Mighty Mo Living Classroom
A veteran of war, battleship USS Missouri now serves Hawaii students as a classroom for history, science, technology, engineering and math. The USS Missouri stands tall in the waters of Pearl Harbor. The ship is a monument of history, as she served our country proudly through three wars. Built for speed and firepower, she made her mark as a pillar of strength and fortitude
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The USS Missouri stands tall in the waters of Pearl Harbor. The ship is a monument of history, as she served our country proudly through three wars. Built for speed and firepower, she made her mark as a pillar of strength and fortitude, forging herself mightily through the battles of Iwo Jima and Okinawa, and served as the site of Japan’s surrender Sept. 2, 1945, ending WWII. After continuous reconstruction and modernization overhauls, USS Missouri waged its dominance in Korea in the 1950s as well as in its final operational mission during Operation Desert Storm. In 1995, the Navy donated the Mighty Mo as a memorial museum.
Recently, USS Missouri has taken on a new educational mission. It serves as a venue for students to mold together its architectural history with the advancements and understandings of STEM programs, which include elements of science, technology, engineering and mathematics.
“When the students can get out of the classroom and step aboard this ship, they realize that this is living history as well as real world technology,” says Battleship Missouri Memorial education director Dan Parsons.
This USS Missouri partnership with 3D Academy has begun introducing students to 3D CAD (computer-aided design) programs, allowing them to gain a broader and more detailed understanding of structural and mechanical design.
“What we are trying to do is translate real-world applications in the CAD program, showing them (students) how the CAD software would actually be used to create something on the ship,” says 3D Academy president and CEO Collin Kobayashi.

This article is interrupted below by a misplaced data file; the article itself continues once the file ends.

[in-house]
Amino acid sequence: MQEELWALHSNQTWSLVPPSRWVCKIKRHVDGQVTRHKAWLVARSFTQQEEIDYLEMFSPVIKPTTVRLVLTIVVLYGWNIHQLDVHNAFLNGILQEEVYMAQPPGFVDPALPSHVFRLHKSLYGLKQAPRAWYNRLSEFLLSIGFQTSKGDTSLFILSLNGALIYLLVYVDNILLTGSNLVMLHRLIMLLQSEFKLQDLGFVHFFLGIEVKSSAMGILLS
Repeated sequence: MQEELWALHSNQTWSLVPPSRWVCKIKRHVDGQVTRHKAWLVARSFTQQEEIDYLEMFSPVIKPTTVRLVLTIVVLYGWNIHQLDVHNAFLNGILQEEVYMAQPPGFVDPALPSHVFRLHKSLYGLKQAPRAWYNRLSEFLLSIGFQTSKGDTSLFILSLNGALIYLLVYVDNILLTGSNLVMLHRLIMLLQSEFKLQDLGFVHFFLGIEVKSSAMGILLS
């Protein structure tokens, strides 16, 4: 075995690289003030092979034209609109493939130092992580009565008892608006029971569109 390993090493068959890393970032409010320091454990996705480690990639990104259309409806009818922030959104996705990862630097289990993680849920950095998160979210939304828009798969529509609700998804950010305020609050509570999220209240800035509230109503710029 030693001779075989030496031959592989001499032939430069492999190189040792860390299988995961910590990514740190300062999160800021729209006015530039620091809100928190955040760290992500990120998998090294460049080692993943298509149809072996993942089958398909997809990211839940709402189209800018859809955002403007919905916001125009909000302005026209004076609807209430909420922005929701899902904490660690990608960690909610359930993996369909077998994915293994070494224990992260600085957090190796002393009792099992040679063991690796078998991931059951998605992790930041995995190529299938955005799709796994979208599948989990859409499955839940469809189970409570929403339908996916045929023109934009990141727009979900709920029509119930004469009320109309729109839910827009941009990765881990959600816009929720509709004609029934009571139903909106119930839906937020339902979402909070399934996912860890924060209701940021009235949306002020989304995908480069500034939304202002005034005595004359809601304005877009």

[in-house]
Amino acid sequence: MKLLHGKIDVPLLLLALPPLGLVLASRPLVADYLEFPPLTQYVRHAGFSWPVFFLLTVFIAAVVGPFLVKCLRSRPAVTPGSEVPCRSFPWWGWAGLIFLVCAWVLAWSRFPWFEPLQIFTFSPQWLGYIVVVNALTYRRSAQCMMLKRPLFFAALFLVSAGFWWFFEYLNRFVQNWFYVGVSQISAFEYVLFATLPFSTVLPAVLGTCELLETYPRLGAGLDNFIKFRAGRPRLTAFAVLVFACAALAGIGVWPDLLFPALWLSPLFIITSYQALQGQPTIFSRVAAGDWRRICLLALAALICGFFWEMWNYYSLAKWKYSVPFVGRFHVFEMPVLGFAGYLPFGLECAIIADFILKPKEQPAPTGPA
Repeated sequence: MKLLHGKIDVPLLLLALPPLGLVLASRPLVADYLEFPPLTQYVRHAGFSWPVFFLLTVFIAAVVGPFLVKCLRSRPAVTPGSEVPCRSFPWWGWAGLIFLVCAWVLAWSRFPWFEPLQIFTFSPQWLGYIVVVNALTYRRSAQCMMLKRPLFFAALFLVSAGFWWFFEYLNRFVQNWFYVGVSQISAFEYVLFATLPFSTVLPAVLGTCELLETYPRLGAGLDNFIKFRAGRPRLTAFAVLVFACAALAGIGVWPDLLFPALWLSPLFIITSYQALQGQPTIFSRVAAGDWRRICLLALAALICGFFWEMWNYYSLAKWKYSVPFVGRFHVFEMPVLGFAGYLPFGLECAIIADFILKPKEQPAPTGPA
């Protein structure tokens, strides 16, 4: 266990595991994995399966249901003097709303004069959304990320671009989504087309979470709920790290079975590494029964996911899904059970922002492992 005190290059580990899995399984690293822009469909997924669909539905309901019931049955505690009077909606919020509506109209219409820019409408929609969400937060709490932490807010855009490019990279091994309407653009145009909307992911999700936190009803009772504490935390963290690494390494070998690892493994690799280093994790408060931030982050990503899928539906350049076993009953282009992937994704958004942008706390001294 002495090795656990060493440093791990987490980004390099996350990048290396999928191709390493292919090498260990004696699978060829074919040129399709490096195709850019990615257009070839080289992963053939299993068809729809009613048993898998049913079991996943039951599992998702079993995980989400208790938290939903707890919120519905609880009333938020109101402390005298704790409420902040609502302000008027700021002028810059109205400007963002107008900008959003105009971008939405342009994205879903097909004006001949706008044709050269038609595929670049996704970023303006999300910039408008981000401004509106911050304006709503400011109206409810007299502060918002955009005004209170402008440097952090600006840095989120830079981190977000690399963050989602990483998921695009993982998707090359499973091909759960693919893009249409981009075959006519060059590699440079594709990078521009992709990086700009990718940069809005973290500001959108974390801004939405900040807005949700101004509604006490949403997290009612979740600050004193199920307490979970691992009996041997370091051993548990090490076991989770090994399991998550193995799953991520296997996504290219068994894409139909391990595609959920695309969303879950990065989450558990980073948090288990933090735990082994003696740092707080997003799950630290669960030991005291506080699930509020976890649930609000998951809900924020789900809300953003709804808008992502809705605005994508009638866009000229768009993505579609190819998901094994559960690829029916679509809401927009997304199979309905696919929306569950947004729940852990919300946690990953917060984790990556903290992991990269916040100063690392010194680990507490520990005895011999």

The latest students to be introduced to the battleship workshop were from King Intermediate. The students were taken on a guided historical tour of USS Missouri, getting a visual of the ship’s massively intricate parts, which would later be examined through the 3D CAD design program. For example, students got to compare the actual gun turrets on the ship to their technological design, shown through the 3D CAD computer program.
“The students were able to see the gun turret, but what you don’t see is that mechanically it spins side to side. Part of what drives the gun turret are different types of steering systems,” says Kobayashi.
“We were able to show the students different types of gears, what they are used for, and how it would be integrated to different parts of the ship.”
One of the main goals of the workshop is to help students understand how each portion of STEM programs works cohesively to create a functioning design, engineered for its mechanical purpose.
“Being able to apply different types of depth skills, and to be able to see how all those parts are built and being hands-on is definitely going to benefit the students in life,” Kobayashi adds.
The 3D CAD program allows students to apply each section of the STEM program individually to the design assignments of the overall mechanics of each part. During the workshop, students had to figure out scientifically which metals would be the most appropriate in terms of mass, density and center of gravity. Mathematically, students evaluated the correct gear positioning as it relates to angles and spacing of gear placement. Relating to engineering and technology, students applied the functionality of the gear within the 3D CAD software, theorizing how and whether it would function properly.
When asked what his favorite part of the workshop was, King Intermediate seventh-grader Matthew Iseri says, “3D CAD was cool because it allowed us to visualize the design in 3D and not just in a flat 2D view.”
When Parsons was appointed to his position in 2008, one of his directives was to tie the history of the ship to different elements of learning.
“We were cruising right along, but we wanted to find ways to include the STEM areas because that is where our students are lacking,” he says. “We hear our U.S. students are behind in math and science, so one way we wanted to focus our attention was to see ourselves as a platform for STEM programs.”
Expanding upon the 3D CAD program, USS
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